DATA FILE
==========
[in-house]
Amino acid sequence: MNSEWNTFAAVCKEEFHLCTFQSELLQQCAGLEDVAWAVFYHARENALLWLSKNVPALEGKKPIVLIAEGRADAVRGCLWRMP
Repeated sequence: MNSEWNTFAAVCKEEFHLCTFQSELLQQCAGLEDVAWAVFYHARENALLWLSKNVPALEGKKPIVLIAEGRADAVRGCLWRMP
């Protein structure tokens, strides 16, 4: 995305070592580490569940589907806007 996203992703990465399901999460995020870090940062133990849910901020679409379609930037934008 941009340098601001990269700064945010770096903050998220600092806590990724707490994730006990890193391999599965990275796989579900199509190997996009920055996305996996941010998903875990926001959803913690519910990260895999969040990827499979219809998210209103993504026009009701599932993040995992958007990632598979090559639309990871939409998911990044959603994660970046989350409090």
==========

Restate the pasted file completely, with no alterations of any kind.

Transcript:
[in-house]
Amino acid sequence: MNSEWNTFAAVCKEEFHLCTFQSELLQQCAGLEDVAWAVFYHARENALLWLSKNVPALEGKKPIVLIAEGRADAVRGCLWRMP
Repeated sequence: MNSEWNTFAAVCKEEFHLCTFQSELLQQCAGLEDVAWAVFYHARENALLWLSKNVPALEGKKPIVLIAEGRADAVRGCLWRMP
């Protein structure tokens, strides 16, 4: 995305070592580490569940589907806007 996203992703990465399901999460995020870090940062133990849910901020679409379609930037934008 941009340098601001990269700064945010770096903050998220600092806590990724707490994730006990890193391999599965990275796989579900199509190997996009920055996305996996941010998903875990926001959803913690519910990260895999969040990827499979219809998210209103993504026009009701599932993040995992958007990632598979090559639309990871939409998911990044959603994660970046989350409090």